The team included a crucial humanitarian mine clearance organisation working in Angola called The Halo Trust to provide ground support. With Halo, they were able to gingerly travel to heavily mined areas up to the source of the Cuito River. From the source, they literally followed the entire breadth of the river, over 2,400km, for about four months through three countries past the Okavango Delta to the mouth of Boteti River as it pours out into Lake Xau near Mopipi in the Boteti area.
The arduous megatransect is the subject of the film Into The Okavango that had its world premiered at the 2018 Tribeca Film Festival in New York last month. The film is also aimed at sending out the message about the ticking time bomb of the Okavango Delta status.
After the Cuito expedition, the NGOWP returned to Angola with more biodiversity researchers to survey the source lakes and entire rivers of Cuito and Cuanavale. Some of the major discoveries were the significance of peat deposits at these lakes. They found that water in these lakes is mainly collected by the peat – formed by layers of dead vegetation – like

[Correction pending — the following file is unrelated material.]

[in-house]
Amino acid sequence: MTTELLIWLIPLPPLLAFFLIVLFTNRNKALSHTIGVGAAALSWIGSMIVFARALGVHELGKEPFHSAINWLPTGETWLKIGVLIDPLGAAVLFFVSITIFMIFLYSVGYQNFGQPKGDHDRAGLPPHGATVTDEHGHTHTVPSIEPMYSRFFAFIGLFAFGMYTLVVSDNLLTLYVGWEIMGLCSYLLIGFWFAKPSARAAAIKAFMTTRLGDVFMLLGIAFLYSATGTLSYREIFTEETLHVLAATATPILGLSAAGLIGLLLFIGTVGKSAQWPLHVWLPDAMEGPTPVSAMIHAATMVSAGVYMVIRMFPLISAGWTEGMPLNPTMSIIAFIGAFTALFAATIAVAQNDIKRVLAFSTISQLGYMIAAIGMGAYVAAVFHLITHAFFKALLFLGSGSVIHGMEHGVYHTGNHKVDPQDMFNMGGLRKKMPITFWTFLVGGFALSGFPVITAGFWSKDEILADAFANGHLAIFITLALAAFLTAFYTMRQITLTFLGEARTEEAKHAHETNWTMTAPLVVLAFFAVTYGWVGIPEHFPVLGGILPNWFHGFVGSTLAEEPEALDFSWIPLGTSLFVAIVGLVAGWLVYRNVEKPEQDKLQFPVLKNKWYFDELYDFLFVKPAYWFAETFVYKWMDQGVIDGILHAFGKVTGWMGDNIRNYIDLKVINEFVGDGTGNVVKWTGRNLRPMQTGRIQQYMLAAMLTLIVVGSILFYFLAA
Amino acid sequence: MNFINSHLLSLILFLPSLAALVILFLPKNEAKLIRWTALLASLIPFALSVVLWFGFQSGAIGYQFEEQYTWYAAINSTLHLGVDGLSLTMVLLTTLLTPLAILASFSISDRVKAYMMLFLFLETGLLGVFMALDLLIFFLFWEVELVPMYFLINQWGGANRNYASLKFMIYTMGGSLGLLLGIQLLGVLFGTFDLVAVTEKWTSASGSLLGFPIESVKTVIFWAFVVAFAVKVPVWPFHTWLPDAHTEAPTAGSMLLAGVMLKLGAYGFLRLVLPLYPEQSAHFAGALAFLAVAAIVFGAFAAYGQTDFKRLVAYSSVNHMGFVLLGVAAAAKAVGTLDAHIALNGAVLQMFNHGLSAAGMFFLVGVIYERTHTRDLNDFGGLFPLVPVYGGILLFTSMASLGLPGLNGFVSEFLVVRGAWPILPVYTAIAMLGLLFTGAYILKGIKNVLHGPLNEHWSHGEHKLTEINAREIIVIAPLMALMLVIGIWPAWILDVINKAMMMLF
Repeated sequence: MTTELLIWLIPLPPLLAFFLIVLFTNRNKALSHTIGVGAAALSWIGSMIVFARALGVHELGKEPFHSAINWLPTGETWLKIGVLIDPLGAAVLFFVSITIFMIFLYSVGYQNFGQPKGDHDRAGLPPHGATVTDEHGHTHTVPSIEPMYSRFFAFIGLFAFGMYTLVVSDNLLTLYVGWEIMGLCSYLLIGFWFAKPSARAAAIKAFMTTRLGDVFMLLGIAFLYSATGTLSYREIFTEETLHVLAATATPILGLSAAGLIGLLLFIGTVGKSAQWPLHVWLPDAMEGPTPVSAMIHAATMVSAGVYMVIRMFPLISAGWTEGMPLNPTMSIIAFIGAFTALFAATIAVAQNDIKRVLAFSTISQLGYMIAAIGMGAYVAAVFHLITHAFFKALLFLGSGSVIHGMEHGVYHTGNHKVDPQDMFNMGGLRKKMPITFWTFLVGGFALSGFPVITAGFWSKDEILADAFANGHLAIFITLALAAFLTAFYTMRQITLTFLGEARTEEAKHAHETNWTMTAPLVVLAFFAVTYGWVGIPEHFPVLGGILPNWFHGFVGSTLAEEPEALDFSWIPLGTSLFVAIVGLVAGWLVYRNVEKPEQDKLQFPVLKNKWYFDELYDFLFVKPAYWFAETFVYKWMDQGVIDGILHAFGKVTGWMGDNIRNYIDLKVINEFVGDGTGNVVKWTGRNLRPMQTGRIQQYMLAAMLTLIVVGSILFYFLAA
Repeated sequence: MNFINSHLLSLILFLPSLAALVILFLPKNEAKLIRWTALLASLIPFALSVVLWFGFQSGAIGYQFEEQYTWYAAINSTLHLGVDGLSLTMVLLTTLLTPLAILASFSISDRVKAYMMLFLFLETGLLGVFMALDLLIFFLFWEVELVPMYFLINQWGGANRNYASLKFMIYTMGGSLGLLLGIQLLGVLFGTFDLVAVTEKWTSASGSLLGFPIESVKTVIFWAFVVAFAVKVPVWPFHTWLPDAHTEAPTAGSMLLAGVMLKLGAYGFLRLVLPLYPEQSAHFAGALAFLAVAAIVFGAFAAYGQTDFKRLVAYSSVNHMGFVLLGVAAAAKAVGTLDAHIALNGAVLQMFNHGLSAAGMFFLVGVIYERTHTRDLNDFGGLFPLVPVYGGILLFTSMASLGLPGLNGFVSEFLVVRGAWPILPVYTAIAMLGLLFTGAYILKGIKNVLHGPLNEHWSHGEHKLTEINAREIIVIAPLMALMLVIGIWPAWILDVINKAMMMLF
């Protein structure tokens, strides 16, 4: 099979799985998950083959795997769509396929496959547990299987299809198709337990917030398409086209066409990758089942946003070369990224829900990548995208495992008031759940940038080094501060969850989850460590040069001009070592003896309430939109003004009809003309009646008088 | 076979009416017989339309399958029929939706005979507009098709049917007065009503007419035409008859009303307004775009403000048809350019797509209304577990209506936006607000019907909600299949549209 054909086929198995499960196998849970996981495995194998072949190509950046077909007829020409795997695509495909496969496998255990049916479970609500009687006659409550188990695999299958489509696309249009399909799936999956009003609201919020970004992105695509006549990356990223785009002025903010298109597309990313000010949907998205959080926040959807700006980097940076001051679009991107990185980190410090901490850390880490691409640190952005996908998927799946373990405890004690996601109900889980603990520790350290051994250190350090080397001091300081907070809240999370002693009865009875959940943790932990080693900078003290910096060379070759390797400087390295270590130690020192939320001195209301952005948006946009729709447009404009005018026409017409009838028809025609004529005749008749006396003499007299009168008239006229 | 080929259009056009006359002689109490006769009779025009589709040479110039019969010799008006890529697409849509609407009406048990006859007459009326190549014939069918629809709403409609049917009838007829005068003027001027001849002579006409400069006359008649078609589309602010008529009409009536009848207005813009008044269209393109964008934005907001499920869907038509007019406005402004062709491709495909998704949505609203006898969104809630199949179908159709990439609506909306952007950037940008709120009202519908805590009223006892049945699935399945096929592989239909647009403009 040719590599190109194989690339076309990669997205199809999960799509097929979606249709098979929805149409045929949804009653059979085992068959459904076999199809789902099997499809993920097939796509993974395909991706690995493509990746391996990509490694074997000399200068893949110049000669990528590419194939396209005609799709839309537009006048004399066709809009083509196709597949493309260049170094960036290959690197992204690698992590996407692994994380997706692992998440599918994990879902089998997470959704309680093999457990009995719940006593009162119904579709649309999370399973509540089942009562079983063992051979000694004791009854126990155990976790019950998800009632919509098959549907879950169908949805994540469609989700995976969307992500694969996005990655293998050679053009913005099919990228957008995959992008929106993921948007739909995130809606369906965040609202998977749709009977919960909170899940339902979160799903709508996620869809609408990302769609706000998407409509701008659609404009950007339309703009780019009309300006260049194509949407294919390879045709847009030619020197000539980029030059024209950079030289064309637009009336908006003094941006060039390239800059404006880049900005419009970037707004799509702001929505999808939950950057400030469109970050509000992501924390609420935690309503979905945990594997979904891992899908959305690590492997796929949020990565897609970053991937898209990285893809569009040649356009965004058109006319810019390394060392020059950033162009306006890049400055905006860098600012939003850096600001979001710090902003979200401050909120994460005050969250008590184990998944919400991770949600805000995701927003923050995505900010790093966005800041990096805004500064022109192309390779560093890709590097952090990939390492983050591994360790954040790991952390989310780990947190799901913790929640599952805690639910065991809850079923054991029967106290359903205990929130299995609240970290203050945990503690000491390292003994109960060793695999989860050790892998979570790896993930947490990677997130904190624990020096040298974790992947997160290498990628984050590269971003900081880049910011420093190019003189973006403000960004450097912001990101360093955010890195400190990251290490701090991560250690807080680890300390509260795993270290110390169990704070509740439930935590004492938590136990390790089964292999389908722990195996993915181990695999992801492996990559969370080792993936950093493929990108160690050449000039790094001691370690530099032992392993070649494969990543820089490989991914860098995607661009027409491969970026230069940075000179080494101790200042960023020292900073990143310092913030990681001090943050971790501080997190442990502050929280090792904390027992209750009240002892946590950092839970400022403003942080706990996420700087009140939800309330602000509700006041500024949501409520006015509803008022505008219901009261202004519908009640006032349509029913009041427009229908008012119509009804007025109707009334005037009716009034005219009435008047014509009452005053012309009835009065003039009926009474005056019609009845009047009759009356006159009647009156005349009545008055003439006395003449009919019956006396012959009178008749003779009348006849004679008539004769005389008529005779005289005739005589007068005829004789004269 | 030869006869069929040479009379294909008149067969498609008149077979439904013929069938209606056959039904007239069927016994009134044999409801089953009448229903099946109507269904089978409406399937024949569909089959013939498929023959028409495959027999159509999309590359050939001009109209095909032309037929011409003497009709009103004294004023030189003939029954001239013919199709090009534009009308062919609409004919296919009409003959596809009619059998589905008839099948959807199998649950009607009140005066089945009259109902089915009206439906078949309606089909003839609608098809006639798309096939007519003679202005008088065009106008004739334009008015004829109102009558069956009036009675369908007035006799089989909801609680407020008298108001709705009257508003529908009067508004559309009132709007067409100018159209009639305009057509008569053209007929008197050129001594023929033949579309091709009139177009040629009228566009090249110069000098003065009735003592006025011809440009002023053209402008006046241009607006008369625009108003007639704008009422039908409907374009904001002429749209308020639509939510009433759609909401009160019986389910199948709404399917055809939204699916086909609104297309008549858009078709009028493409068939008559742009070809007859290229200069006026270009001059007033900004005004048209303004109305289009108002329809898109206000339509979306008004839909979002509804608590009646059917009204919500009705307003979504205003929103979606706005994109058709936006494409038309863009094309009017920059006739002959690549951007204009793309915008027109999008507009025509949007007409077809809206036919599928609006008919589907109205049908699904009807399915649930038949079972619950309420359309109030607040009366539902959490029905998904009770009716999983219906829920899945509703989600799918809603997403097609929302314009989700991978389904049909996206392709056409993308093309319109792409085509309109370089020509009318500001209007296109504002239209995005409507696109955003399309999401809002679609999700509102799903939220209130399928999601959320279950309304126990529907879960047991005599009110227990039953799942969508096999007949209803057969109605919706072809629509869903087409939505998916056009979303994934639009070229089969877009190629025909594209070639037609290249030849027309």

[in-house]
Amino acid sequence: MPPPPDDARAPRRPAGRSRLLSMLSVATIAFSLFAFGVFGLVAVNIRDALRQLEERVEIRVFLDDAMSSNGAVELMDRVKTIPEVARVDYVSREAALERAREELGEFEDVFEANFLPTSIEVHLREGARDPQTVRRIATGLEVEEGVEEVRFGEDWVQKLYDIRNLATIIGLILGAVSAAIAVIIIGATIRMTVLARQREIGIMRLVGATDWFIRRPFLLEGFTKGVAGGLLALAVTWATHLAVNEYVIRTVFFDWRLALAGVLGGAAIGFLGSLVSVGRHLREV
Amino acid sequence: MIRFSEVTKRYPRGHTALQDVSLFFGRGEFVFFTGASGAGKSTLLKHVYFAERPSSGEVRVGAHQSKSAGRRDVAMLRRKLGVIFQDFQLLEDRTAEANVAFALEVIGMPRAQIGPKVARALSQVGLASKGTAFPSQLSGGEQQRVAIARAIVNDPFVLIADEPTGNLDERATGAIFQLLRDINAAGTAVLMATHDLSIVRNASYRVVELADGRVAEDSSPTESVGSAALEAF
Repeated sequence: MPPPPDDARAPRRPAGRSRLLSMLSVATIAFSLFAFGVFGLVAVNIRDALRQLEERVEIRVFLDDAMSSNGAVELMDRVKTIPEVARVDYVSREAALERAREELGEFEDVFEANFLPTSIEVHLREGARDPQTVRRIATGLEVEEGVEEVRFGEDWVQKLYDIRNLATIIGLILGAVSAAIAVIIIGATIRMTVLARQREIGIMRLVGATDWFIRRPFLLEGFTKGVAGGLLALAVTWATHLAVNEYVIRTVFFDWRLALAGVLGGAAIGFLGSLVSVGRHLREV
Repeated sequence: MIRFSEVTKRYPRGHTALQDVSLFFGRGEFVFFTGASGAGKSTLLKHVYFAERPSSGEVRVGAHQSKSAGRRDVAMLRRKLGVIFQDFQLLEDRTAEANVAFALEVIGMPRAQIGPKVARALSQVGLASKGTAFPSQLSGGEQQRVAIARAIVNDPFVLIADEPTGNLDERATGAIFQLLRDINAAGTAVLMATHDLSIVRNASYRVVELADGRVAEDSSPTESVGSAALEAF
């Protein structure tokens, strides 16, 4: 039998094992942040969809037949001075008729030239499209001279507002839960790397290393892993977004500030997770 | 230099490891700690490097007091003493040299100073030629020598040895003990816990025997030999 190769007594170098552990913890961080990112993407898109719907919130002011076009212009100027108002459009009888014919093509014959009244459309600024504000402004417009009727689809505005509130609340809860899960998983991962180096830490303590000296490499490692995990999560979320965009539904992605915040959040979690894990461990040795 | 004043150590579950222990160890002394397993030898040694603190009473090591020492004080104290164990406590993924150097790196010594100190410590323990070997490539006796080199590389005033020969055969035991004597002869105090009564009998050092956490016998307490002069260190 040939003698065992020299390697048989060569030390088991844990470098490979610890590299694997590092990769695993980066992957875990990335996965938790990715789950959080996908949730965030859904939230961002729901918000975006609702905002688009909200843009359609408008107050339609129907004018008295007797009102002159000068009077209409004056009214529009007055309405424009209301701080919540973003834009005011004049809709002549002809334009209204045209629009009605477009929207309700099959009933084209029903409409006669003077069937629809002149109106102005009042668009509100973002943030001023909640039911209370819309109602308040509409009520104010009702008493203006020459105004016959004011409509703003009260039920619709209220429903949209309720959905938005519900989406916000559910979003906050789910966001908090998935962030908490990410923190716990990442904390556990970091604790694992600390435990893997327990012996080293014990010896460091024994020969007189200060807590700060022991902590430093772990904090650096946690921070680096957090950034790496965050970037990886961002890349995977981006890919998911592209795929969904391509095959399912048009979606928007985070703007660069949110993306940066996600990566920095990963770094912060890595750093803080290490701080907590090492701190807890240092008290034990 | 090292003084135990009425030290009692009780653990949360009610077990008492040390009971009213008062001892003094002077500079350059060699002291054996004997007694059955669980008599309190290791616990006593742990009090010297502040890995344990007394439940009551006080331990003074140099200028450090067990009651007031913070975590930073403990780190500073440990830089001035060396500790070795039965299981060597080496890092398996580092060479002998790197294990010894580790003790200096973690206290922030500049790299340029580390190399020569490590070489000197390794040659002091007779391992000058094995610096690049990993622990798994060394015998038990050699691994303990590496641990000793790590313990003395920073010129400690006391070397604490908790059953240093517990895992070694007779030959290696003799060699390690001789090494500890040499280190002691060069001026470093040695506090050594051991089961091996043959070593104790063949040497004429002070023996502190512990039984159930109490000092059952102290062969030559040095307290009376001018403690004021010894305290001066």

This, scientists concluded, would allow the river to continue to flow even if it can stop raining for an extended period. They also learnt of prevalent bushfires by the local communities – who have never had any environmental education whatsoever. These fires, mainly lit by hunters trying to scare animals, are threatening to wipe thick forests that are crucial to the rivers.
NGOWP also spent months in the landscape learning more about the flora, fauna and people of this region. After three years exploring the region NGOWP identified the 149,000sq km region where the headwaters of the Okavango, Cuando, Zambezi and Kwanza rivers originate, as key to the long-term conservation goals of these systems. This unique region, which is around the provinces of Bie, Moxico and Cuanda-Cubango is currently unprotected even though it is the start of some of Africa’s major rivers.
NGOWP engaged local communities and is still in consultation with Angolan government to facilitate the policy formulation that would provide for the protection of the region. The proposed protected area is being coined ‘Lisima Lwa Mwono’ the Fountain of Life in the local Luchaze dialect.